- Theories of the Determinants of Saving and Asset Accumulation
- Conceptual Framework for the Determinants of Asset Building
- Empirical Evidence on Determinants of Asset Building
Although research on the determinants of saving and asset accumulation is extensive, it remains inadequate for policy purposes. Most theories of saving point to individual characteristics to explain low levels of wealth. Relatively few studies offer research that could inform policy for increasing wealth. This report examines the following question: What factors determine financial asset building? More specifically, this report:
- summarizes existing theories of saving and asset accumulation;
- presents a conceptual framework for the determinants of asset building; and
- reviews empirical evidence that supports or challenges this framework, and suggests directions for future research.
Existing theories of the determinants of saving and asset accumulation may be classified into three categories: (1) neoclassical economic, (2) psychological and sociological, and (3) behavioral economic. Neoclassical economic models assume that individuals are rational beings who respond in predictable ways to changes in incentives. Many economic models also assume that individuals have perfect knowledge and access to perfect markets. Early models put primary emphasis on income and age (or stage in the life cycle) as predictors of saving and asset accumulation. More recent models have emphasized the desire to leave a bequest, the desire for precautionary savings, and, most recently, the effects of public policy on precautionary saving. The most recent models are an important advance because they are more explicitly policy-oriented and because they suggest a possible policy pathway for increasing wealth.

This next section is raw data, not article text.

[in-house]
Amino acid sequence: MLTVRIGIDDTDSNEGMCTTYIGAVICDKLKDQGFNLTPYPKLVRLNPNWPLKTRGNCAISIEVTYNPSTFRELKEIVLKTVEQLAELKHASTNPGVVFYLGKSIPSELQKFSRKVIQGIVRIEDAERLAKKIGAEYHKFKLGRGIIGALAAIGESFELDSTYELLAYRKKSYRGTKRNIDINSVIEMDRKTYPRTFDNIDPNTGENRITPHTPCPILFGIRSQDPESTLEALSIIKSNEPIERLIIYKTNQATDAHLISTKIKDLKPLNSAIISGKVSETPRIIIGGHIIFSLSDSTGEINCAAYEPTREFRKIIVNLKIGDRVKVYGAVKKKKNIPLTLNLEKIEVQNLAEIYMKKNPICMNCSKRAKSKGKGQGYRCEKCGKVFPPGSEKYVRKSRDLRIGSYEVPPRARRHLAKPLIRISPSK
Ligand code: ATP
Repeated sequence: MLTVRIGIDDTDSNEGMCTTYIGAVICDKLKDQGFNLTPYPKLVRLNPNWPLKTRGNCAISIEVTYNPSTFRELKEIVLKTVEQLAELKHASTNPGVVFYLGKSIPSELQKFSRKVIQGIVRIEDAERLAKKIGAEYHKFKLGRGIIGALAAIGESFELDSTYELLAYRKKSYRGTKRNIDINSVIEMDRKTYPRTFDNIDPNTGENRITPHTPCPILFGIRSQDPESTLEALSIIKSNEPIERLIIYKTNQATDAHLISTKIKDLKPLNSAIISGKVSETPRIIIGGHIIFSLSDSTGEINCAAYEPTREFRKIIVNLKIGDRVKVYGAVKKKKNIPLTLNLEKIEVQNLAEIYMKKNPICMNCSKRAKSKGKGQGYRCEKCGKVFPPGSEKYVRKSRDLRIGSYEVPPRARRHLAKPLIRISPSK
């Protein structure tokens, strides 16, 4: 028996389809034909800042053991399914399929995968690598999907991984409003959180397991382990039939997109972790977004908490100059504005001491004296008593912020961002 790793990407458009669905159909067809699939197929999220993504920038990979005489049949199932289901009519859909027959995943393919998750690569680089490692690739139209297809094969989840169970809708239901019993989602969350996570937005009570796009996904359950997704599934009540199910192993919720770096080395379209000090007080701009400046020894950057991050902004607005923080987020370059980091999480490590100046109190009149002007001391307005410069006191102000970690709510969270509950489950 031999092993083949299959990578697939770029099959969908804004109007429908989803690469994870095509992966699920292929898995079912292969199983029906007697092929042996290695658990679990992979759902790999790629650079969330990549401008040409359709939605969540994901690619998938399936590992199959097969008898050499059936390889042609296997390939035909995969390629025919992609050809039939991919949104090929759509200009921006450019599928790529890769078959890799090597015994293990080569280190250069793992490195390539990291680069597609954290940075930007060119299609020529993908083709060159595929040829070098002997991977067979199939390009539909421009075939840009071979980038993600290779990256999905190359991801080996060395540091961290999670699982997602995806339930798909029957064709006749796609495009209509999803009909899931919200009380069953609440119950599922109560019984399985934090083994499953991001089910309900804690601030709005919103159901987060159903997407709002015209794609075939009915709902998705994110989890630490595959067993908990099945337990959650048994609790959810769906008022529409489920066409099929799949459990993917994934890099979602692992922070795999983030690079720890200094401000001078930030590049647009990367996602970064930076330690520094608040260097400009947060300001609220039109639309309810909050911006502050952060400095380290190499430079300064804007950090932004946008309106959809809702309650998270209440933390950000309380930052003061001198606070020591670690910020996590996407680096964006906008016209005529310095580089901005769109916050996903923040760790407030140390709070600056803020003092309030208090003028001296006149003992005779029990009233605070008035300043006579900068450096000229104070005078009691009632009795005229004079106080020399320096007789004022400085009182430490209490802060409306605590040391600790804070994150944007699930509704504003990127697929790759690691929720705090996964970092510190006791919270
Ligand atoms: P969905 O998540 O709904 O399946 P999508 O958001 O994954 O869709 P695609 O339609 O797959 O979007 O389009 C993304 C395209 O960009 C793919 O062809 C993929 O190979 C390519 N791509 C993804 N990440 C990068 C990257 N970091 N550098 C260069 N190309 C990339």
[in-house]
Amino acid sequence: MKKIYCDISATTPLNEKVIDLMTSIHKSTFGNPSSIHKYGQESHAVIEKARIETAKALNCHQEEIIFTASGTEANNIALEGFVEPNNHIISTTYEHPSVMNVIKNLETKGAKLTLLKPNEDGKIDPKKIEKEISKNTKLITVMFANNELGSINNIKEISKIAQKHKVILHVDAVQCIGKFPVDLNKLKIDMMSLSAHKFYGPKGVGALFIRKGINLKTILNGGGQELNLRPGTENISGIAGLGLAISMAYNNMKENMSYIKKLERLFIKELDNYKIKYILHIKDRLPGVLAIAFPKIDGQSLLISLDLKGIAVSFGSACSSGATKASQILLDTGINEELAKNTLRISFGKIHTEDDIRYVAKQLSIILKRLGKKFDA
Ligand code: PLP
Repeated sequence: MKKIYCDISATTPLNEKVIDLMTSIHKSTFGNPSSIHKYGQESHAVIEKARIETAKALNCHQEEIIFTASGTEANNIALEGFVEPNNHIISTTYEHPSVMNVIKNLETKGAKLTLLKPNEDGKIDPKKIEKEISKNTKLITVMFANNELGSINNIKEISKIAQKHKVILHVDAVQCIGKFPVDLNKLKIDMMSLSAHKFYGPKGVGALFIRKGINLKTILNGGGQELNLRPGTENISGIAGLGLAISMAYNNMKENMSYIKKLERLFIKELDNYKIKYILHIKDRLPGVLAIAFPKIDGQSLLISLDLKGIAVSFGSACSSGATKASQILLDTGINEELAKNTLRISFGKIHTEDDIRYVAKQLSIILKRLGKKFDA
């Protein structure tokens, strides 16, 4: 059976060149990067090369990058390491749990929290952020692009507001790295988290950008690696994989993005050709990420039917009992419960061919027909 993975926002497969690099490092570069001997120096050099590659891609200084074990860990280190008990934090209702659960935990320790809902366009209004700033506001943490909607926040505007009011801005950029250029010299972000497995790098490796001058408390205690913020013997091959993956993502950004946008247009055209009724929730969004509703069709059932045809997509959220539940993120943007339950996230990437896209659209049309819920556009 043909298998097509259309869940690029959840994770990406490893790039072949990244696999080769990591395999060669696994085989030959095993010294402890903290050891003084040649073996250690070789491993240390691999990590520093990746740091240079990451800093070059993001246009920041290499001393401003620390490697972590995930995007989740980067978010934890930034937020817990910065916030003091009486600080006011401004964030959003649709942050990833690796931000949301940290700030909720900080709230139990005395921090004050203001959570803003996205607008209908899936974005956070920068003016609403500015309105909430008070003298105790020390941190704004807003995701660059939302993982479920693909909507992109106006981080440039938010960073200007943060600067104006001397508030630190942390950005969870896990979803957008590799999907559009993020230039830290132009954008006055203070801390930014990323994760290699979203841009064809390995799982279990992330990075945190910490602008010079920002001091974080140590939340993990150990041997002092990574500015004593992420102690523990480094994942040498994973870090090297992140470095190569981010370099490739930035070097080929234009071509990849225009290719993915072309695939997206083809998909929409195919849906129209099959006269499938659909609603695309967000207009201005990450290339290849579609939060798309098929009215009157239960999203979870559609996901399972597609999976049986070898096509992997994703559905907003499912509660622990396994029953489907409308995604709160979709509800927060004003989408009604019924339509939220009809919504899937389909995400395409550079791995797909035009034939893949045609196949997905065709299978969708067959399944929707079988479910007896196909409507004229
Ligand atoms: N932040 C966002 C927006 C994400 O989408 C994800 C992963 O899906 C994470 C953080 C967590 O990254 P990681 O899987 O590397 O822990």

Psychological and sociological theories consider additional determinants of saving, including personality characteristics, aspirations, expectations, and peer and family influences. Although these factors may help explain low levels of wealth in the low-income population, they offer few clear policy recommendations for increasing wealth.
The behavioral economic theory of saving is rooted in neoclassical economic theory but rejects the assumption that people are rational and all-knowing. Behavioral theorists have identified a number of common human characteristics that shape financial behavior, including lack of self-control, limited cognitive abilities, inertia, the tendency to interpret default options as advice, and the tendency to use mental accounting techniques. The number of empirical studies examining behavioral propositions is growing rapidly, and most of these studies provide support for behavioral theory. Behavioral theory has sometimes stopped, however, with this emphasis on individual deficiencies. To inform policy, theory could move beyond this focus on individuals to emphasize institutions that can encourage saving and asset accumulation by accounting for, and perhaps even taking advantage of, individual tendencies. These institutions are the focus of the conceptual framework described below.